This short journey to Krakow began and ended in the lap of luxury… the middle? it was OK.
While tired from an early Friday morning, it was hard not to appreciate the fact that the train I took and from Ostrava and Prague. It was clean, didn’t smell mildly of vomit in the least, had a combined cabin for children and their parents with toys and sound-proofing, and flowers in the bathroom. To top it all off there was an attendant who wandered around and offered free water and a coffee to travelers.
The bus between Ostrava and Krakow was almost better – each seat reclined and had a small screen that showed movies, TV shows, and music plus free wifi and coffee!
Seriously, compared to every other train, bus, or airplane I’ve been on this felt like I was riding first class but, in fact, it was one of the cheapest train tickets I’ve ever bought.
After arriving in the mid-afternoon on Friday the gang (Courteney, Conner, and me) headed off for a free walking tour of the Old Town guided by a Polish local! I’ve always been a huge fan of free walking tours and especially love being shown around by someone who understands the country and city more than a foreigner could.
Our 3 hour long tour ended at Wawel Castle which sits between the Old Town and Jewish District so we wandered the Jewish District (picture a hipster, Brooklyn-like series of buildings and cafes). We ended up eating some great street food and looking at odd street art.
We closed the night sampling something several Polish friends recommended – Polish vodka.
The next morning, though, I woke up late and slightly confused. The original plan included waking up a little early and going to Auschwitz… but we didn’t because my alarm didn’t go off.
Why didn’t my alarm go off? Because my phone was stolen in the night.
Yes, while I was sleeping, my phone was half hidden by my pillow between me and the wall and some stranger ended up taking it! When I realized this so many different feelings flew through me and I think the one that hurt the most was that someone invaded my space and took something that was literally next to my sleeping self.
I think of myself as a fairly practical individual so I went ahead, grabbed my computer, changed all my passwords, tried to track the phone (someone had already turned it off), and tried to suspend my service.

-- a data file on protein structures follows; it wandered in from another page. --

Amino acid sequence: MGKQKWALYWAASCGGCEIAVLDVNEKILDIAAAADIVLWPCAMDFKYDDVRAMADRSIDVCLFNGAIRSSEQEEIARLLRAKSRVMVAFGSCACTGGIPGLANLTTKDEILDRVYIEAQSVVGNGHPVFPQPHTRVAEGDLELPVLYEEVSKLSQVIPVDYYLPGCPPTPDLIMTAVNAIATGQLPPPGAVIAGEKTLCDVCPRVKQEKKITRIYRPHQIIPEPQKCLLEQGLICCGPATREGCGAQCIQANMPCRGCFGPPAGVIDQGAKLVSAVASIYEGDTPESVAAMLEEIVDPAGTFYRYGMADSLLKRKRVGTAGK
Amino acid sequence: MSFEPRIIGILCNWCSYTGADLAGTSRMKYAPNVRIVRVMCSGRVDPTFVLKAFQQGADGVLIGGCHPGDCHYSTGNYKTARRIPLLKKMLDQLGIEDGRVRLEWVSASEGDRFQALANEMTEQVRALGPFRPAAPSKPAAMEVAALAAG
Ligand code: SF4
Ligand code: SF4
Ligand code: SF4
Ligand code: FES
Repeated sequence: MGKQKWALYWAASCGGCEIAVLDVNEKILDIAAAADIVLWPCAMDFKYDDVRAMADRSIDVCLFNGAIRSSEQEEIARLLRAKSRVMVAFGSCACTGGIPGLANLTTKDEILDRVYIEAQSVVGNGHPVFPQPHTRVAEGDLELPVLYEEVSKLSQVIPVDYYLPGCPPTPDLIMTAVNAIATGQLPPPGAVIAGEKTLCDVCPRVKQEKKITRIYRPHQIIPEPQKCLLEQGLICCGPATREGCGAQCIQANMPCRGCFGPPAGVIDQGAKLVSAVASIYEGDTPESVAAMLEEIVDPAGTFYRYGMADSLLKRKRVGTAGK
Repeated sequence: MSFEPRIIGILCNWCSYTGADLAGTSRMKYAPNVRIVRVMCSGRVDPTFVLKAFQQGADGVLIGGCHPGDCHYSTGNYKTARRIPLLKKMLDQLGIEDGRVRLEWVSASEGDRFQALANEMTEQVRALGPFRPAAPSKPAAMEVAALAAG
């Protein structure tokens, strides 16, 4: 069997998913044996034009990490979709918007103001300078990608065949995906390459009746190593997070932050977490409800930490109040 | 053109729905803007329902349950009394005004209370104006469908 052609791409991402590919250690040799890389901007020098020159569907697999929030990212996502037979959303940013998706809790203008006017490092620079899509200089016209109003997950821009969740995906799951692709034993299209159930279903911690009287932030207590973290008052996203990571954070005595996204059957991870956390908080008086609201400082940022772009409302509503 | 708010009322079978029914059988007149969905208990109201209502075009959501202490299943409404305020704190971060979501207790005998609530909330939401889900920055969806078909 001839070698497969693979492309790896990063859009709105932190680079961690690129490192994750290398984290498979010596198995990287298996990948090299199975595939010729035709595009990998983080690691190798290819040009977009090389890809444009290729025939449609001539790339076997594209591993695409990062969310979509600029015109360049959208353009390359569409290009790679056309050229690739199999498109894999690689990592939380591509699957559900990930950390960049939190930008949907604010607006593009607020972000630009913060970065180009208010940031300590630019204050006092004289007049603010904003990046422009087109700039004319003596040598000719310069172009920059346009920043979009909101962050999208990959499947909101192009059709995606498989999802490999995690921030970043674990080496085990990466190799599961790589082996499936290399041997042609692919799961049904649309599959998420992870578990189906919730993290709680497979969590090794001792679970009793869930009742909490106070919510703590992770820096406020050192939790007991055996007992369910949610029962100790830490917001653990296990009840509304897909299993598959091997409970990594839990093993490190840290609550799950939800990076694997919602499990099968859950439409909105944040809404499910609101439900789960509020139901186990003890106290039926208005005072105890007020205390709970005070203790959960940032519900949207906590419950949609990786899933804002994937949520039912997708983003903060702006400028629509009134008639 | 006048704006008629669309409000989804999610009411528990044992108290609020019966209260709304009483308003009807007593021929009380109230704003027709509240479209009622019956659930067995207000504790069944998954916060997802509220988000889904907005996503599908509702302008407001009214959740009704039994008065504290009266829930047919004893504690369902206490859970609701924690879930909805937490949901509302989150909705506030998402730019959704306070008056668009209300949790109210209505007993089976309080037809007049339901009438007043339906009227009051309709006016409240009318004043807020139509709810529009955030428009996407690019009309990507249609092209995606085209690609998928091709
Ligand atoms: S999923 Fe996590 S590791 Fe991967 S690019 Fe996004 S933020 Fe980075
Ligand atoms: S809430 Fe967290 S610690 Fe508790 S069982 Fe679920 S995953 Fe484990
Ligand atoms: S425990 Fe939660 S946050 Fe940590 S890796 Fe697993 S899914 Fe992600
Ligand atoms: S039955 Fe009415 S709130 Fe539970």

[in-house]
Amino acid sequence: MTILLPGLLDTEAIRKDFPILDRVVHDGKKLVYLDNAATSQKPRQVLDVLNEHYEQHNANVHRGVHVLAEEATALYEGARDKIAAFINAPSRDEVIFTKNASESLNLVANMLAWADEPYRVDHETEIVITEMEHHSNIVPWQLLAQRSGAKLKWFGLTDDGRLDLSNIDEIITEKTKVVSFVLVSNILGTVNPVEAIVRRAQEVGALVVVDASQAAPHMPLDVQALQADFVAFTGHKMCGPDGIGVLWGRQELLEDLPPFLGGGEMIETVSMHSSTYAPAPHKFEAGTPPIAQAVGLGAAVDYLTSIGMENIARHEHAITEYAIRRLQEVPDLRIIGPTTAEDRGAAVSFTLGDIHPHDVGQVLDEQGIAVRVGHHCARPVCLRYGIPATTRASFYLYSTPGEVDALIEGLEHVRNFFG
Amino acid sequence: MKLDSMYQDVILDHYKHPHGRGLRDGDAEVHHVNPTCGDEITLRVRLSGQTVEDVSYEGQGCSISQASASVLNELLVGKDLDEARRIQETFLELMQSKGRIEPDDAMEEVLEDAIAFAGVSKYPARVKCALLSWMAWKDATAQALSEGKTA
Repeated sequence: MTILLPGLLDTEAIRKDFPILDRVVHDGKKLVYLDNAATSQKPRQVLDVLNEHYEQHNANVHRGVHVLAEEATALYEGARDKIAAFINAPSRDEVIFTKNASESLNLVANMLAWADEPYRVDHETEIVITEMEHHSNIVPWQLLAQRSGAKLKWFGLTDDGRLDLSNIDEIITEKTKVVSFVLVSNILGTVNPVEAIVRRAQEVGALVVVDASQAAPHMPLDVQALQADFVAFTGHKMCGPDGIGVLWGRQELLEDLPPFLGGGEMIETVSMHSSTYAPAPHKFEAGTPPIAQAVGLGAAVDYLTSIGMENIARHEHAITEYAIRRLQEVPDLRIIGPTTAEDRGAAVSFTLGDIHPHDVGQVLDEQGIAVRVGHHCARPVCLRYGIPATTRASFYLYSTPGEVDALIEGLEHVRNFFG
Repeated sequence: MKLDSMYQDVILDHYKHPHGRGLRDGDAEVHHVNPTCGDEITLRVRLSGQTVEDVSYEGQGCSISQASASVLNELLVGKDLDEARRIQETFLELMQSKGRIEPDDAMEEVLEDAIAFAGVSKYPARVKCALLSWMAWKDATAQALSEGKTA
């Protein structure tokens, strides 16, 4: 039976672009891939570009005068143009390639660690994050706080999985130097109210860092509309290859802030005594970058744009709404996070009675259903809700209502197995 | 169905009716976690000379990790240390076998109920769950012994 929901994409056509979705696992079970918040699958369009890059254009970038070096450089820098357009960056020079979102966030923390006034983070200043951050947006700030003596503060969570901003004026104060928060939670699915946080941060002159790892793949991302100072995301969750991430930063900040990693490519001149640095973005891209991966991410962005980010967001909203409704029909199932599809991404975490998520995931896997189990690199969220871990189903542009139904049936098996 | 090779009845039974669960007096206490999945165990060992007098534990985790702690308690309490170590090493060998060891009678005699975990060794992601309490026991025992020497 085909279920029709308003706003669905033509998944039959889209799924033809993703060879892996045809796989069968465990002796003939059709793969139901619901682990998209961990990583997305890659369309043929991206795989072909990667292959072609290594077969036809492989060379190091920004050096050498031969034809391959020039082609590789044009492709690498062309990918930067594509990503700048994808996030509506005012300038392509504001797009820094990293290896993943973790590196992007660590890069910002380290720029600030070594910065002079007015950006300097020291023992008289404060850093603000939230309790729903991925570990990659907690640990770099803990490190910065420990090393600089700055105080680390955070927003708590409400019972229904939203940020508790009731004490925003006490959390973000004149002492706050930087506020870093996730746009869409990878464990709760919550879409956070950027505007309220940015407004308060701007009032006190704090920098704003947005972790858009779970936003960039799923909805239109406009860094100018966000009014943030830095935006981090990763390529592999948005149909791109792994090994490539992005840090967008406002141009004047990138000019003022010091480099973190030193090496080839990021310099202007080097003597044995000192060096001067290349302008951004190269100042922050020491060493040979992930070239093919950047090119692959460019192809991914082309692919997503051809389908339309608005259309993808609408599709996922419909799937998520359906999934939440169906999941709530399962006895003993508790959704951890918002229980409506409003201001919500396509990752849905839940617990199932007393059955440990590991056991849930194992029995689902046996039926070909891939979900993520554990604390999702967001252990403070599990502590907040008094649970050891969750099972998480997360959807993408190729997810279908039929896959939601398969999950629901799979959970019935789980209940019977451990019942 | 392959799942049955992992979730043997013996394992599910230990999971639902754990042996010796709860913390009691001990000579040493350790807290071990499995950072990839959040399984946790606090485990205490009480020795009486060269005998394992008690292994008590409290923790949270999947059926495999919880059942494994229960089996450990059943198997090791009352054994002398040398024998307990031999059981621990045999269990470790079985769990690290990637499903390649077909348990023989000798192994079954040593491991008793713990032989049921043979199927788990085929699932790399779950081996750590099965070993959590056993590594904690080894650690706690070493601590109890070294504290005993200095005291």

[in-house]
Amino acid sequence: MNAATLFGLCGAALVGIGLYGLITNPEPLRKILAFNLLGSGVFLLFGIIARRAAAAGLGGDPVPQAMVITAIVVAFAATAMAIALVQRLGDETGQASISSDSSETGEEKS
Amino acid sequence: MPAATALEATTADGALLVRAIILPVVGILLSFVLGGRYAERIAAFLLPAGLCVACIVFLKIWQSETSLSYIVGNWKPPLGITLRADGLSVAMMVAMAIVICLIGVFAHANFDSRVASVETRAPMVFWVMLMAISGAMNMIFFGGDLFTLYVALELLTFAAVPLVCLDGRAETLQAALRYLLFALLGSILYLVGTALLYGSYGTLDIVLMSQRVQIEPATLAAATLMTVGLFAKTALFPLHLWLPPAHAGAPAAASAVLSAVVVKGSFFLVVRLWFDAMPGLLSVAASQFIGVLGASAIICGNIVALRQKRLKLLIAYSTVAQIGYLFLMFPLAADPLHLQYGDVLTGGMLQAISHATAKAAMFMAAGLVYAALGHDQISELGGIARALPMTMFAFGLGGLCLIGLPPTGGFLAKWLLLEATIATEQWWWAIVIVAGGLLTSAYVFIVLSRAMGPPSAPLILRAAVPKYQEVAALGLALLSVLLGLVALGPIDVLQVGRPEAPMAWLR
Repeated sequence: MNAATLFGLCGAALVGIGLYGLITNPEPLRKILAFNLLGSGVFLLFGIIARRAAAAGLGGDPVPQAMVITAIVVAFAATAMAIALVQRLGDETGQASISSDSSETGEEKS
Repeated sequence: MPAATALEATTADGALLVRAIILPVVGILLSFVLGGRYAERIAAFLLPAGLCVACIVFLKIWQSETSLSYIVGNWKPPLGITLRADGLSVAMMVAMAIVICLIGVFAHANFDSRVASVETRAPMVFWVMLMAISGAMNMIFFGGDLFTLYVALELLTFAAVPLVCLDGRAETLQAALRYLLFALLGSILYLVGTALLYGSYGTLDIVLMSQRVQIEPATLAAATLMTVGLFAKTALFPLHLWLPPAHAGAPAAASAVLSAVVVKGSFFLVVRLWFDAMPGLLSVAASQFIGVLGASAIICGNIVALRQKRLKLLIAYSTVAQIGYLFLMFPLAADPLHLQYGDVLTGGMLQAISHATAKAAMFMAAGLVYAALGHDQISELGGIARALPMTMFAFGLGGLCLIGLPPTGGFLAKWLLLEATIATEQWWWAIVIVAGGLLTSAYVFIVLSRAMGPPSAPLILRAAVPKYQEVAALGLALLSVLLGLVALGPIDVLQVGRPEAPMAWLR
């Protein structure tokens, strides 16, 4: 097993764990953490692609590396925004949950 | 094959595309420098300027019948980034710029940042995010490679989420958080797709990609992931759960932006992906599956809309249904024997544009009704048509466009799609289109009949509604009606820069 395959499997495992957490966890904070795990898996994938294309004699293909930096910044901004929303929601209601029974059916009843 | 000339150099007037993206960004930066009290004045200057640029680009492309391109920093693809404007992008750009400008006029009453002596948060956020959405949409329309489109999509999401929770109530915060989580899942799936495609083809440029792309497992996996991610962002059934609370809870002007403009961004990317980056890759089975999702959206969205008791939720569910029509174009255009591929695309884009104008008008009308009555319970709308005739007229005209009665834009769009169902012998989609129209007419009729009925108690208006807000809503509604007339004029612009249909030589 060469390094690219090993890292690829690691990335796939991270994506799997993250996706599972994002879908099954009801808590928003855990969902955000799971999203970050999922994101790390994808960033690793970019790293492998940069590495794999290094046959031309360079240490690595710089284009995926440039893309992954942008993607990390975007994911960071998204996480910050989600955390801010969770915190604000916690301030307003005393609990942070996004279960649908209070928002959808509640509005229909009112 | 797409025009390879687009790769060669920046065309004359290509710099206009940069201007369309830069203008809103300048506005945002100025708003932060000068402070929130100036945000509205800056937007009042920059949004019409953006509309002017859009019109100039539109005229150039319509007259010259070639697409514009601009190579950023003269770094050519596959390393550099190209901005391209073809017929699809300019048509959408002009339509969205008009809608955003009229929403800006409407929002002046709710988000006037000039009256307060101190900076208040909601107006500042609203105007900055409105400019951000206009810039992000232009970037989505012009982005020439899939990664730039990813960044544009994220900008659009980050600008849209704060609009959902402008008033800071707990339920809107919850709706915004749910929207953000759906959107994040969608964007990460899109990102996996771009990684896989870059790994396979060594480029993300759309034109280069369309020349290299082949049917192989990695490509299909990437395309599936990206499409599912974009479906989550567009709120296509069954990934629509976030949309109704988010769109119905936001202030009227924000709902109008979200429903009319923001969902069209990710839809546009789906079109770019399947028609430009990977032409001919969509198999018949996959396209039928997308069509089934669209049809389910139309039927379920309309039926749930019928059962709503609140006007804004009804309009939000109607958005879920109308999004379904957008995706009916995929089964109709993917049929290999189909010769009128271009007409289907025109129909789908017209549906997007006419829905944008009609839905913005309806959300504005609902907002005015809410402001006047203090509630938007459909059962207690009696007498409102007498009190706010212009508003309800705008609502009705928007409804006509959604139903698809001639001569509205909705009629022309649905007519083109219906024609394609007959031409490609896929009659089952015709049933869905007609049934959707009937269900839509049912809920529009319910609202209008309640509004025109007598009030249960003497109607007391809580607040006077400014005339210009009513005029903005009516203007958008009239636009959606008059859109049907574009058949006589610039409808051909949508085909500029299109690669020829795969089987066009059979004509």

I doubt I will get it back anytime soon but I’m trying not to focus too much on it. I will have to find something in the meantime that has access to the internet, takes pictures, and can download Google Maps – if anyone has any suggestions PLEASE let me know! Also, the pictures from this post are Courteney’s and used with her permission, I use my phone to take pictures and since that’s gone I don’t have a way to document things.
Moving on, the crew decided to not to go to Auschwitz this time – it was a little late in the day and we were frazzled after waking up late and my phone being MIA.
Instead, we went to a walking food tour of Krakow! It was a lot of fun, our guide showed us around the city in the light of the food that shaped culture and was shaped by it. I really enjoyed learning how each dish was made, the context it was consumed, and a bit of the history behind things.
I tried herring, pierogi (I’m a big fan), several types of sausages, sauerkraut, homemade pickles, several types of soup, and much more! All the savory and warm dishes were so good. It was cold as we wandered around going to various stores and open-markets and I felt like a lot of the dishes were warm and hearty to prevent the cold from festering too much in my bones.
After our several hour tour we ended with apple dumplings deep fried in the Jewish District. We chose to cross the bridge and walk through the Jewish Ghetto and visit the Schindler’s Factory Museum.
The Museum contextualized what was happening in Krakow from 1939-1945. From the invasion, to the harshening of laws against Jews and Poles, to extreme rationing, the ghetto, and the ending of the war.
For me, I appreciated the chronological approach to the events that happened. I did feel like the information on Schindler and the factory was just a little piece of the whole museum but, in a way, I preferred learning more about Krakow during this period as opposed to just exploring the factory.
With heavy hearts and heads trying to process everything we left and slowly began wandering back across the river, through the Jewish District and back into the Old Town.
We found a nice farmer’s market and I ended up buying some beautiful Polish ceramics. Since we were at the end of our visit we decided to skimp on dinner instead of taking out more money.
Calzones it was! Cheap, good, warm – need I say anymore?
We still had some money left so we went to a little café for dessert before heading back to our hostel and packing.
Sunday morning we were out the door and headed to the train station. We arrived but weren’t able to find our bus from Krakow to Ostrava. It was supposed to leave at 8 and by 8:05 we were still wandering the station looking for our gate… no luck.
Fortunately, our bus driver ended up calling us and giving us directions… but we received poor directions and were told to turn right instead of left. Eventually, somehow, we managed to find the bus and head off to meet our train.
I really like Krakow – it’s a great city with a lot of history – but my experience felt like a comedy of errors and the shear fact that I’m on a train heading to Prague feels like a miracle. But I’m alive and safely back in Prague!